This blog is part of our Working Better Together series and was recorded by Carrie Chapman, Senior Director of Policy and Advocacy at Legal Council for Health Justice, Stephanie Altman, Director of Healthcare Justice at the Shriver Center on Poverty Law, and Nadeen Israel, Senior Vice President of Policy and Advocacy at AIDS Foundation Chicago. This blog series is intended to provide our Health Law Partnerships and advocacy partners with a platform to highlight successes, challenges, and innovative approaches to furthering health access and health equity in the states where they work.
The “Medicaid Experiences” project referenced in this blog series is a collaborative endeavor of the National Health Law Program and eight state-based legal aid organizations. The purpose is to better understand the direct experience of individuals as enrollees and applicants for Medicaid and advocate for improvements.
This blog has been adapted from a recorded interview and has been edited for clarity.
Carrie Chapman: Hello everyone, it’s a pleasure to have you here this afternoon. I’m Carrie Chapman, and I work for a legal aid organization called the Legal Council for Health Justice. I use she/her pronouns. We’re a small legal aid organization that provides direct services and also engages in policy and impact work related to Medicaid. I’m here with two of my esteemed collaborators and Medicaid champions, Stephanie Altman and Nadeen Israel. I’ll now pass the floor to Stephanie for her introduction.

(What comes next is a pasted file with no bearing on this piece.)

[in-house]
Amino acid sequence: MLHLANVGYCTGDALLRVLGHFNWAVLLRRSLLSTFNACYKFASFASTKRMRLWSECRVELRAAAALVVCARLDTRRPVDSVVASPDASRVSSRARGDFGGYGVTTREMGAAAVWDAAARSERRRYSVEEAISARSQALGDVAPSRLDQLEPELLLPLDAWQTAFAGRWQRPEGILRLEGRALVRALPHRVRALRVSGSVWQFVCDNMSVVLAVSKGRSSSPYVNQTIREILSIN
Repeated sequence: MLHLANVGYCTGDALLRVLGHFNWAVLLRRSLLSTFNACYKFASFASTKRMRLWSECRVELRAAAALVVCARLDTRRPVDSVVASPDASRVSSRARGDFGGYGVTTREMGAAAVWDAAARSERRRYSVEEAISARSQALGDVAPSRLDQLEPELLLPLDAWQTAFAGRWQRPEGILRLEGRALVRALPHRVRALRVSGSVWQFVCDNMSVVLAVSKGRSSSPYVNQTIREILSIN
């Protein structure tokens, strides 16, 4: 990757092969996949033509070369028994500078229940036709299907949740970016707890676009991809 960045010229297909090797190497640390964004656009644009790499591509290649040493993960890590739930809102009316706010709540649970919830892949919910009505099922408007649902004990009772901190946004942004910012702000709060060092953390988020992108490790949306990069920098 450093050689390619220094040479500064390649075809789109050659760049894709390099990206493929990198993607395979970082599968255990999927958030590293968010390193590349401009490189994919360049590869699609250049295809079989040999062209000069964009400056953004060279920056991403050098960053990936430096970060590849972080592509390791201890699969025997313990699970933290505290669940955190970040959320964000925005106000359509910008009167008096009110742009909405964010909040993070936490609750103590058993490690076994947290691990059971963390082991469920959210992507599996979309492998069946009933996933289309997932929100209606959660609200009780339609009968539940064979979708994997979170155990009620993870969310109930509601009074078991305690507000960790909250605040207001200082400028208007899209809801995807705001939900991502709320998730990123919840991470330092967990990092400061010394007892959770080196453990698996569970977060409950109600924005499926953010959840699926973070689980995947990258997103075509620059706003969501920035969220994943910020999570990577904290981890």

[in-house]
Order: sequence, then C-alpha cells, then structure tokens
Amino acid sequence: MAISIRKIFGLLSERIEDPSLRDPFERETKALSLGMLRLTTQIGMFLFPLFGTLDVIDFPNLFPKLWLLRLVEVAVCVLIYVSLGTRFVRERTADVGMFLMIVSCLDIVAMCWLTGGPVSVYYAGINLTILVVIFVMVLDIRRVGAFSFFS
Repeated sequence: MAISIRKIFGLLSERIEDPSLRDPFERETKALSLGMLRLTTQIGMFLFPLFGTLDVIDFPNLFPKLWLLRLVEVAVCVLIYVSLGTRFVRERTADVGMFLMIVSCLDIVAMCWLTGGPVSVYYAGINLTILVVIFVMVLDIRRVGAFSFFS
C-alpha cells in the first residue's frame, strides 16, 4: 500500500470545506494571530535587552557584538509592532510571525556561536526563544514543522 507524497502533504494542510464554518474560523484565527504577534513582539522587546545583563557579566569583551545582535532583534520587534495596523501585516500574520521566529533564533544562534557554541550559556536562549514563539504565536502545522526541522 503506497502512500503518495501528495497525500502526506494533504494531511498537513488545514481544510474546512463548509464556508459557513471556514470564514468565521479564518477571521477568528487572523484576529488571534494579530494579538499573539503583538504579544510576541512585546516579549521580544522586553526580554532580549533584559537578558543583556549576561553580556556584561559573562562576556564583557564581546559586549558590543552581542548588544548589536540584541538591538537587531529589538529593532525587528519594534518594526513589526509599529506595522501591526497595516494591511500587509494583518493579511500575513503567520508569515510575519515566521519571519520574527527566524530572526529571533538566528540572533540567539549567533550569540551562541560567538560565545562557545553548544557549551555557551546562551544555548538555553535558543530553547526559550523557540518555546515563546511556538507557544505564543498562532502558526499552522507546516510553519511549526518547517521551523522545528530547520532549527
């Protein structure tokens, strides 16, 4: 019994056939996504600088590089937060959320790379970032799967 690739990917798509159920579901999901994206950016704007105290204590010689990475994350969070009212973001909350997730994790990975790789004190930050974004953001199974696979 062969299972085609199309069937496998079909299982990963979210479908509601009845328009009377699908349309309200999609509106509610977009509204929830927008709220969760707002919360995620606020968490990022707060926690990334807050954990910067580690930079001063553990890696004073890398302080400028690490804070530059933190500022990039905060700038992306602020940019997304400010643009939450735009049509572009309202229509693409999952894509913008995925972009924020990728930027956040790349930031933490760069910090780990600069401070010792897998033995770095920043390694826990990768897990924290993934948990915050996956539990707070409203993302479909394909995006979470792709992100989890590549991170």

Stephanie Altman: Thank you, Carrie. I’m Stephanie Altman, and I serve as the Director of the Healthcare Justice team at the Shriver Center on Poverty Law. I’ve been working in the field of Medicaid and insurance for many years, and we focus on training advocates around the state to help enroll their clients and patients in health care options. It’s a pleasure to be here and share some stories with you today.
Nadeen Israel: Hi, everyone. I’m Nadeen Israel, and I use she/her pronouns. I am the Senior Vice President of Policy and Advocacy at AIDS Foundation Chicago. Our mission is to end the HIV epidemic in Illinois by 2030, and we also work on ending homelessness through our affiliate organization, the Center for Housing and Health. I’ve been involved in Medicaid advocacy in Illinois for several years. Speaking specifically to HIV, roughly 40% of people living with HIV in our state are insured through Medicaid, so it’s a significant population. That’s why we put a lot of effort into advocacy work related to Medicaid.
Carrie Chapman: Thank you both. Stephanie, would you like to share positive aspects of Medicaid advocacy in Illinois?
Stephanie Altman: Of course! A major part of our work is to answer questions for advocates as they help people navigate the Medicaid system, and, right now, those questions increasingly are on unwinding and redetermination issues. These questions are addressed through HelpHub, which is a technical assistance center for enrollment assisters, which we run, and which now has over 3,900 members. We have experts on HelpHub like Carrie and Nadeen, and many of the individual issues and stories that we hear about on HelpHub are systemic barriers to care which we then raise with the state Medicaid agency. We certainly work to help the individuals who are facing these barriers, but the real impact of these stories is that they give us credibility with state agencies because they signal that we’re on the ground working with communities and helping individual recipients.